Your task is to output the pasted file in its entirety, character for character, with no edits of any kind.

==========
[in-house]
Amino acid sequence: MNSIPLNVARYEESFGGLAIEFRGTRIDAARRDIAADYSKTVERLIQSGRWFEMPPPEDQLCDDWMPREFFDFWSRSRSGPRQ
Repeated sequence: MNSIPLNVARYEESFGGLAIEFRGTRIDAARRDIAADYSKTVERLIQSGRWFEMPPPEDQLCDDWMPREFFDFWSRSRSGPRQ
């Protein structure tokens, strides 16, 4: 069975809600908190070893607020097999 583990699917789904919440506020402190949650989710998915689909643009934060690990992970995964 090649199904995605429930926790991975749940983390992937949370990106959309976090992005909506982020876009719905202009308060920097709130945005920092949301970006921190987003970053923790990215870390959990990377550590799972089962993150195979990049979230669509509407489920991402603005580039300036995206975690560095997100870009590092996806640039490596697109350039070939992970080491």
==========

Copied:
[in-house]
Amino acid sequence: MNSIPLNVARYEESFGGLAIEFRGTRIDAARRDIAADYSKTVERLIQSGRWFEMPPPEDQLCDDWMPREFFDFWSRSRSGPRQ
Repeated sequence: MNSIPLNVARYEESFGGLAIEFRGTRIDAARRDIAADYSKTVERLIQSGRWFEMPPPEDQLCDDWMPREFFDFWSRSRSGPRQ
């Protein structure tokens, strides 16, 4: 069975809600908190070893607020097999 583990699917789904919440506020402190949650989710998915689909643009934060690990992970995964 090649199904995605429930926790991975749940983390992937949370990106959309976090992005909506982020876009719905202009308060920097709130945005920092949301970006921190987003970053923790990215870390959990990377550590799972089962993150195979990049979230669509509407489920991402603005580039300036995206975690560095997100870009590092996806640039490596697109350039070939992970080491």